Title

On-orbit Operations and Offline Data Processing of CALET Onboard the ISS

Authors

Y. Asaoka, Waseda Research Institute for Science and Engineering, Waseda University, JEM Utilization Center, Human Spaceflight Technology Directorate, Japan Aerospace Exploration Agency
S. Ozawa, Waseda Research Institute for Science and Engineering, Waseda University
S. Torii, Waseda Research Institute for Science and Engineering, Waseda University, JEM Utilization Center, Human Spaceflight Technology Directorate, Japan Aerospace Exploration Agency, Waseda University
O. Adriani, University of Florence, Via Sansone, INFN Sezione di Florence, Via Sansone
Y. Akaike, University of Maryland
K. Asano, Institute for Cosmic Ray Research, The University of Tokyo
M. G. Bagliesi, University of Siena, via Roma, INFN Sezione di Pisa
G. Bigongiari, University of Siena, via Roma, INFN Sezione di Pisa
W. R. Binns, Washington University
S. Bonechi, University of Siena, via Roma, INFN Sezione di Pisa
M. Bongi, University of Florence, Via Sansone, INFN Sezione di Florence
P. Brogi, University of Siena, via Roma, INFN Sezione di Pisa
J. H. Buckley, Washington University
N. Cannady, Louisiana State University
G. Castellini, Institute of Applied Physics (IFAC), National Research Council (CNR), Via Madonna del Piano
C. Checchia, University of Padova, INFN Sezione di Padova
M. L. Cherry, Louisiana State University
G. Collazuol, University of Padova, INFN Sezione di Padova
V. Di Felice, University of Rome “Tor Vergata”, Via della Ricerca Scientifica, INFN Sezione di Rome “Tor Vergata”, Via della Ricerca Scientifica
K. Ebisawa, Institute of Space and Astronautical Science, Japan Aerospace Exploration Agency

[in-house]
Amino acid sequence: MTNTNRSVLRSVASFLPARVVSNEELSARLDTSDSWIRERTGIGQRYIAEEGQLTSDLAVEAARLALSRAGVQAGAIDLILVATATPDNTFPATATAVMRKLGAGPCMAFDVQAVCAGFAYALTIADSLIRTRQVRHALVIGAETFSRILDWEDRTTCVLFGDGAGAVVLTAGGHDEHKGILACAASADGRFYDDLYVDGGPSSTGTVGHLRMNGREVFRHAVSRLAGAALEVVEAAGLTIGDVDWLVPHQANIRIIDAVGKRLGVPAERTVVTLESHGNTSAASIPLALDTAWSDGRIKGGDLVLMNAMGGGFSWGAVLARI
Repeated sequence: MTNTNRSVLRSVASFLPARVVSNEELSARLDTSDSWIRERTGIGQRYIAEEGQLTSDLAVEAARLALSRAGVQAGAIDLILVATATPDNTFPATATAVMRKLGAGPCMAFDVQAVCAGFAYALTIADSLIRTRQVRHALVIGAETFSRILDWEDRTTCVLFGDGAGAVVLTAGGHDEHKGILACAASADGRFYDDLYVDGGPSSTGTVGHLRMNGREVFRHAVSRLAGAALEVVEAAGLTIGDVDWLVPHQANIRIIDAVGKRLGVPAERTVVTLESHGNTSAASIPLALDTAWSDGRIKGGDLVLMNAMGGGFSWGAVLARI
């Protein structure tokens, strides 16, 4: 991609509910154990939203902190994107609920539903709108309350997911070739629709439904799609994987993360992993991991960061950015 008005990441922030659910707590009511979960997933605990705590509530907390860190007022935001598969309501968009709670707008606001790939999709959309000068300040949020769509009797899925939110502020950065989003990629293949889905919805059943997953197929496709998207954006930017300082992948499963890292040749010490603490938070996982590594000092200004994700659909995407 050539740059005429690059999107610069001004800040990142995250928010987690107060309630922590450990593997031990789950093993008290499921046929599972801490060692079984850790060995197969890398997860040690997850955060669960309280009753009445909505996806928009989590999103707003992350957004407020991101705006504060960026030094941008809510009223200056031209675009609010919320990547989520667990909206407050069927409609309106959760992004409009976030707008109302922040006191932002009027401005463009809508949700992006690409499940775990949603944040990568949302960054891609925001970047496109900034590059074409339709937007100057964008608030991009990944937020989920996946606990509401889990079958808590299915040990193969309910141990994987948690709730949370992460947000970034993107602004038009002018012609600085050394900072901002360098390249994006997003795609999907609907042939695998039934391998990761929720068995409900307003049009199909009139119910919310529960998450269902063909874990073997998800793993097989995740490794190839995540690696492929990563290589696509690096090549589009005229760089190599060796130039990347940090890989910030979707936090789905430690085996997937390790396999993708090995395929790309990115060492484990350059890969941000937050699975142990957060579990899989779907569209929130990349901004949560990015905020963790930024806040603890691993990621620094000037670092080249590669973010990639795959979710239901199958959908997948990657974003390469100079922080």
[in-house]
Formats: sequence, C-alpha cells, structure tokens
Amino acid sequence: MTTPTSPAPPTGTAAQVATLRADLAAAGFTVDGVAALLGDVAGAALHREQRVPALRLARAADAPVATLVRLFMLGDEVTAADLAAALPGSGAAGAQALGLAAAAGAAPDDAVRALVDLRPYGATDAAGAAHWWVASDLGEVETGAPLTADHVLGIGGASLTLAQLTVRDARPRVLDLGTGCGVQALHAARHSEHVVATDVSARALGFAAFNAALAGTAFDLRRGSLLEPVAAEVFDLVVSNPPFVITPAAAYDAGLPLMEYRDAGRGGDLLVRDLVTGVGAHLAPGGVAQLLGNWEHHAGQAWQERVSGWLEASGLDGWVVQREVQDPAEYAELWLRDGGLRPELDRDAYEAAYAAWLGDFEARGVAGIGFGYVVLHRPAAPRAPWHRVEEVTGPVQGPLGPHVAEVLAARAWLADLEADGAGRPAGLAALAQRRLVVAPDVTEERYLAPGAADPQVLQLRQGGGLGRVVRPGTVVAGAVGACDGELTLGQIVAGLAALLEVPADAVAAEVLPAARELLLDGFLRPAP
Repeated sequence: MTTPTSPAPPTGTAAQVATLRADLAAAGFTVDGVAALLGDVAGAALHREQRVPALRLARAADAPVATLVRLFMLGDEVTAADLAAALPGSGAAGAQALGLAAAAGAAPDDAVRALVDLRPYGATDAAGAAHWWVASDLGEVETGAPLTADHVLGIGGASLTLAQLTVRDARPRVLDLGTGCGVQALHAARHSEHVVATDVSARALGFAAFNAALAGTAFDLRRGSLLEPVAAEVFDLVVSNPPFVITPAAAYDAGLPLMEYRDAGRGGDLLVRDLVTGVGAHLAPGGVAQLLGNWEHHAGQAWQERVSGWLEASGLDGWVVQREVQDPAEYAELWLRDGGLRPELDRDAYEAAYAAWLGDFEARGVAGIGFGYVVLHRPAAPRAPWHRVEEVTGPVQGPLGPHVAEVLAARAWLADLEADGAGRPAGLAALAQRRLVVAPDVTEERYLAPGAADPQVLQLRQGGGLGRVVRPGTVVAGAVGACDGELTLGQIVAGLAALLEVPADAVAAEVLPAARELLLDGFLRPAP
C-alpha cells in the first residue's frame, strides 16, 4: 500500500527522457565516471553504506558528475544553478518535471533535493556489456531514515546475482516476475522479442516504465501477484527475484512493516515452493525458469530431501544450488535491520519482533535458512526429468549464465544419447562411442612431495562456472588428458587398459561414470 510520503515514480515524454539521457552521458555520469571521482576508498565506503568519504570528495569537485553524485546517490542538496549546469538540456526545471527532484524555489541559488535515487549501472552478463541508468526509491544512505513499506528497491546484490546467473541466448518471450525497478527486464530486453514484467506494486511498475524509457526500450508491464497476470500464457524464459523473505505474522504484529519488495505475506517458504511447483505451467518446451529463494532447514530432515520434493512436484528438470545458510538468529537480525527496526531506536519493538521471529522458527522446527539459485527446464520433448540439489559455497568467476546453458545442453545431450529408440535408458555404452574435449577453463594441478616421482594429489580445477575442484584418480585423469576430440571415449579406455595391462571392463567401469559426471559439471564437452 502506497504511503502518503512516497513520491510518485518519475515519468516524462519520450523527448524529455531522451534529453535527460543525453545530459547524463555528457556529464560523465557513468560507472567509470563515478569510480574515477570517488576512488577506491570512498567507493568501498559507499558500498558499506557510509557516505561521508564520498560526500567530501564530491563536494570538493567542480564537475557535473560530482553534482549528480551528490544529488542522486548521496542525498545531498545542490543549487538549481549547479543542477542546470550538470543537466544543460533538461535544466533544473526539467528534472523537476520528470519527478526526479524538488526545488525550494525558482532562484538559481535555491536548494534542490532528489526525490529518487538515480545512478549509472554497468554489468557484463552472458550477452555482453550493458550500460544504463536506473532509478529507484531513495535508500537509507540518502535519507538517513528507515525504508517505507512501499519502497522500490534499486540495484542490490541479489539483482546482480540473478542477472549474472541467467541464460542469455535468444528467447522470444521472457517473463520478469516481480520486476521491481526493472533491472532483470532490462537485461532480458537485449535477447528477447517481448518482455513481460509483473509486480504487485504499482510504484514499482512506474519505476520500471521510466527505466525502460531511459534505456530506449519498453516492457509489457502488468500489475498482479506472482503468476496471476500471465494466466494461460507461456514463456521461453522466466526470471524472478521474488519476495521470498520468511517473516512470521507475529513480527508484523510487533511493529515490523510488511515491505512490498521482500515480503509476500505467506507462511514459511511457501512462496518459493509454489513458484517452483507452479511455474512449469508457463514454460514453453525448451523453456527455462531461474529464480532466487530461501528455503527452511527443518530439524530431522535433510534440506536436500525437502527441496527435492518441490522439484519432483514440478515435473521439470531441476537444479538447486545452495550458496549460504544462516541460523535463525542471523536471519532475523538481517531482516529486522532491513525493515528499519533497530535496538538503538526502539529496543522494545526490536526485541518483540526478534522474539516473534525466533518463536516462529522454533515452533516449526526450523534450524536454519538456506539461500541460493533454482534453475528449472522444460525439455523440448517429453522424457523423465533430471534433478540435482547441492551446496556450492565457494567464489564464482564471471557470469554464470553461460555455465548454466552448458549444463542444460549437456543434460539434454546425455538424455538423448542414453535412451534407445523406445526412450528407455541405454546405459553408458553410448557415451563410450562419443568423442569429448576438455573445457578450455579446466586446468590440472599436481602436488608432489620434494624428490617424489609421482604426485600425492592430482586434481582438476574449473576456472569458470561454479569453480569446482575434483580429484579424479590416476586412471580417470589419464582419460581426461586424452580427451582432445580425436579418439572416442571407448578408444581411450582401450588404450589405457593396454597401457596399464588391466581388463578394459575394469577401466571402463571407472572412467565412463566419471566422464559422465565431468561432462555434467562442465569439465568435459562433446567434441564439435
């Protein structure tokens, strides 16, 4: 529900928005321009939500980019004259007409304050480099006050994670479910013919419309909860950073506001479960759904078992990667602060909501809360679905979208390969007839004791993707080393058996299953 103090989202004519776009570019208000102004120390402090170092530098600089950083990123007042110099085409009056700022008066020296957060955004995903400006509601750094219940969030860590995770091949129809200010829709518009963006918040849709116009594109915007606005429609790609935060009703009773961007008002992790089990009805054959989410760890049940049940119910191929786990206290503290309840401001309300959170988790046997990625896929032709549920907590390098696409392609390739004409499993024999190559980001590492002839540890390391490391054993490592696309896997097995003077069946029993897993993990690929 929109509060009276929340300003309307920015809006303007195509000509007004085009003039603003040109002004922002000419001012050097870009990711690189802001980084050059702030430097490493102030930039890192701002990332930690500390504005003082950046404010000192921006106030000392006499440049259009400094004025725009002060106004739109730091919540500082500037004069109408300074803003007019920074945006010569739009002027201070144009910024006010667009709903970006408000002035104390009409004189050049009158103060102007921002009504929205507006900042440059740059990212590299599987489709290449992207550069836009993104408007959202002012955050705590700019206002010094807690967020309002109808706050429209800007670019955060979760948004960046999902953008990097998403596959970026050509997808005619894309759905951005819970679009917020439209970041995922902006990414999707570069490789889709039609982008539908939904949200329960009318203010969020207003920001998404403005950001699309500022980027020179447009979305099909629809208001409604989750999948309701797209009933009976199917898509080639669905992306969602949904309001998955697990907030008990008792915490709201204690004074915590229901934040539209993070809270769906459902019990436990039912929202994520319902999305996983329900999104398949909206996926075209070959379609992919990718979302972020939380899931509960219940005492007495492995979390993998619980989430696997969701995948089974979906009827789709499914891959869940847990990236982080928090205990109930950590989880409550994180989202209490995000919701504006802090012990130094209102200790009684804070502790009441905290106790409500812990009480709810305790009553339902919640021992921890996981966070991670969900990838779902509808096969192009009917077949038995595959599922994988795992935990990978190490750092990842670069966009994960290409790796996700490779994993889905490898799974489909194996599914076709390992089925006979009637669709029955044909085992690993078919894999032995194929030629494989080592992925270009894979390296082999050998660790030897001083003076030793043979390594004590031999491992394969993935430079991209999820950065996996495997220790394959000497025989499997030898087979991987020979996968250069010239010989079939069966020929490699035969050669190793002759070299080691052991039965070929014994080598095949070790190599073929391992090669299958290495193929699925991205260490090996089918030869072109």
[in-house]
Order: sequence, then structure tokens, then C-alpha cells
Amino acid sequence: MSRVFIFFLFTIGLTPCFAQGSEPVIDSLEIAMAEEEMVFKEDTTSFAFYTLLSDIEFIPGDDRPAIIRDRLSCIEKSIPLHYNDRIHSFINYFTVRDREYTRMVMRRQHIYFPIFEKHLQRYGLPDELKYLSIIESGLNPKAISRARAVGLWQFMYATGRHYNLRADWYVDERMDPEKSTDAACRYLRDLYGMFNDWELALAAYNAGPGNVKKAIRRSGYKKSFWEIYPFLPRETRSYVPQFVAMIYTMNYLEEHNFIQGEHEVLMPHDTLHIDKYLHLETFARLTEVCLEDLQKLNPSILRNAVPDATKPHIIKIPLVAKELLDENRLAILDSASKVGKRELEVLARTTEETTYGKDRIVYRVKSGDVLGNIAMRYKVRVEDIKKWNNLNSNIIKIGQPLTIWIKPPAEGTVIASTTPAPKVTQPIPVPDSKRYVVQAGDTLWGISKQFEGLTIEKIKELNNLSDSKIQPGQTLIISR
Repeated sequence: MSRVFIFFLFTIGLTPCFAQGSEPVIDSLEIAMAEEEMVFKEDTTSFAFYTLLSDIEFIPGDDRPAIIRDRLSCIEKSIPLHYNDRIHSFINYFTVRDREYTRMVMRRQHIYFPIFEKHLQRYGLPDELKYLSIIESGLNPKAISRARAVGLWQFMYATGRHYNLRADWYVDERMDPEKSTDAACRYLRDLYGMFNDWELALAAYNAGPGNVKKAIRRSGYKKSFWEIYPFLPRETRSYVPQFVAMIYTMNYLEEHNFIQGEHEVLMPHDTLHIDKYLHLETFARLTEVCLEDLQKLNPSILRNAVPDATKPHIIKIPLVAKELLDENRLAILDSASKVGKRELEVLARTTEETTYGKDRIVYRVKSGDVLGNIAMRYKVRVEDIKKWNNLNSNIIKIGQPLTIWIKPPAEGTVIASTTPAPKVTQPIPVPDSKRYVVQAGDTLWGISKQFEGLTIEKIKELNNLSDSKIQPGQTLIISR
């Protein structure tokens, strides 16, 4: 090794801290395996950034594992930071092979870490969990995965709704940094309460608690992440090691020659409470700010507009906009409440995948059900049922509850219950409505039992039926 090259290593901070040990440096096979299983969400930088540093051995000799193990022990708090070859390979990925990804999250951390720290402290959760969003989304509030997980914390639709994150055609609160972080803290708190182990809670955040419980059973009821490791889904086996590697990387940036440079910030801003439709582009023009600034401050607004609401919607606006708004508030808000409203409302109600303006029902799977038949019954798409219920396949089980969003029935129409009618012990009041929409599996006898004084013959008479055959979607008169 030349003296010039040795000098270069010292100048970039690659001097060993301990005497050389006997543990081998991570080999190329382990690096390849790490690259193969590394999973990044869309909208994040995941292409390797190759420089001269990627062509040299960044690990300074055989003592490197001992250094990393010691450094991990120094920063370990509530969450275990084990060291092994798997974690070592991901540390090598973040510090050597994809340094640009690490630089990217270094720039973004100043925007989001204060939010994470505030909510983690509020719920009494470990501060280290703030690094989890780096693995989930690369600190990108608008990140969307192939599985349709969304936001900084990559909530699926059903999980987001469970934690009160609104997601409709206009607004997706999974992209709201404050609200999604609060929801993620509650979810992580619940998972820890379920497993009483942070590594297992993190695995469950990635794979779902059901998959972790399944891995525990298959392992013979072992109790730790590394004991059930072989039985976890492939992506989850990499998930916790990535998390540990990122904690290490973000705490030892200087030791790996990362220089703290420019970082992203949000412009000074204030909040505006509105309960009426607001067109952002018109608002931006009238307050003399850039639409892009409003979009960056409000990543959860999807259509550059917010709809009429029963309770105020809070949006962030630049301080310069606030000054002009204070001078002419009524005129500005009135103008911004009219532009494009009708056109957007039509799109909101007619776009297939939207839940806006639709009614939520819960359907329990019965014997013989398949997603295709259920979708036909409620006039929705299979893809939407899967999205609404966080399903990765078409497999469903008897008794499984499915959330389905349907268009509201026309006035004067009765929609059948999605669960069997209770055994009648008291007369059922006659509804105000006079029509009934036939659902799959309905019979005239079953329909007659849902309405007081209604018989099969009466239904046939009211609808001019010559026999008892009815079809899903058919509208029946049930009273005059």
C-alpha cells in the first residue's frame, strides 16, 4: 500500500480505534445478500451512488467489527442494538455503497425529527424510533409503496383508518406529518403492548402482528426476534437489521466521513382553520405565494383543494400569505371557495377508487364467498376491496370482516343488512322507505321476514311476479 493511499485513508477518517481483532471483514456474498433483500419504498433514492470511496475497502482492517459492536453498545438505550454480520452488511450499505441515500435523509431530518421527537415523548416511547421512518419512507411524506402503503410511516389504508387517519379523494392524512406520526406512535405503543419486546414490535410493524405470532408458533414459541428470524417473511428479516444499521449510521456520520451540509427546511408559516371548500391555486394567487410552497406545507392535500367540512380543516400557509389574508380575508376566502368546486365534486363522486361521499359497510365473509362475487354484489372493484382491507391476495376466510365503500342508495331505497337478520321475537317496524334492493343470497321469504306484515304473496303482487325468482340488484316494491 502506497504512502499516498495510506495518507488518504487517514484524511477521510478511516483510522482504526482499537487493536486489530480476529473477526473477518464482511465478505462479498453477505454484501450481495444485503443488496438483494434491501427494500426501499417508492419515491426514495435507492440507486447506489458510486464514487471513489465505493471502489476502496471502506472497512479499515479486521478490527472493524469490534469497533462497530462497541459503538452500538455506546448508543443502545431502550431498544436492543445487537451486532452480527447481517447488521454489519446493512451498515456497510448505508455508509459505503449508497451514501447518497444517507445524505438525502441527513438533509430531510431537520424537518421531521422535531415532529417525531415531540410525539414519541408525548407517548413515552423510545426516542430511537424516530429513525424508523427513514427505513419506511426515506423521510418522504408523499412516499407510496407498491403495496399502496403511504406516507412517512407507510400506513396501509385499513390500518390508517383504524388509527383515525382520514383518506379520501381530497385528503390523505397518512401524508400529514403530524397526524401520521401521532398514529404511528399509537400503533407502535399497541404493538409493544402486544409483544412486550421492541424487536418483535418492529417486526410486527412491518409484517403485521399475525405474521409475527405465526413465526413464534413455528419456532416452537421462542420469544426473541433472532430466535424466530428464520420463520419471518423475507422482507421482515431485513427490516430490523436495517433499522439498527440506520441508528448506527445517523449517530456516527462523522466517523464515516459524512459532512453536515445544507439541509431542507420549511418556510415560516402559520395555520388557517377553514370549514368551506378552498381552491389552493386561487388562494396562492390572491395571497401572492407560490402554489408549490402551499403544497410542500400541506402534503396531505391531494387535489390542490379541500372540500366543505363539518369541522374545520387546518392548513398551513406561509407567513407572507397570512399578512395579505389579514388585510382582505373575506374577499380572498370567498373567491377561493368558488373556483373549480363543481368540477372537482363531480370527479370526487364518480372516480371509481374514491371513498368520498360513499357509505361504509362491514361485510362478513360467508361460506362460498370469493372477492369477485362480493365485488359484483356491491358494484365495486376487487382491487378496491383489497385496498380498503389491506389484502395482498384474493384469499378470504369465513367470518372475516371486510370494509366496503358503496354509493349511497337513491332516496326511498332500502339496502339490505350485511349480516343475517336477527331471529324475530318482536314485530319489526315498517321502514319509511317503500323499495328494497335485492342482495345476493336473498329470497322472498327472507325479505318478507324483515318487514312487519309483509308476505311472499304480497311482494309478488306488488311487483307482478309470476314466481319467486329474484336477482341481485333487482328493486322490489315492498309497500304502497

H. Fuke, Institute of Space and Astronautical Science, Japan Aerospace Exploration Agency
T.G. Guzik, Louisiana State University
T. Hams, University of Maryland, CRESST and Astroparticle Physics Laboratory NASA/GSFC
M. Hareyama, St. Marianna University School of Medicine
N. Hasebe, Research Institute for Science and Engineering, Waseda University
K. Hibino, Kanagawa University
M. Ichimura, Hirosaki University
K. Ioka, Yukawa Institute for Theoretical Physics, Kyoto University
W. Ishizaki, Institute for Cosmic Ray Research, The University of Tokyo
M. H. Israel, Washington University
A. Javaid, Louisiana State University
K. Kasahara, Research Institute for Science and Engineering, Waseda University
J. Kataoka, Research Institute for Science and Engineering, Waseda University
R. Kataoka, National Institute of Polar Research
Y. Katayose, Yokohama National University
C. Kato, Shinshu University
N. Kawanaka, Hakubi Center, Kyoto University
Y. Kawakubo, Aoyama Gakuin University
H. S. Krawczynski, Washington University
J. F. Krizmanic, CRESST and Astroparticle Physics Laboratory NASA/GSFC, University of Maryland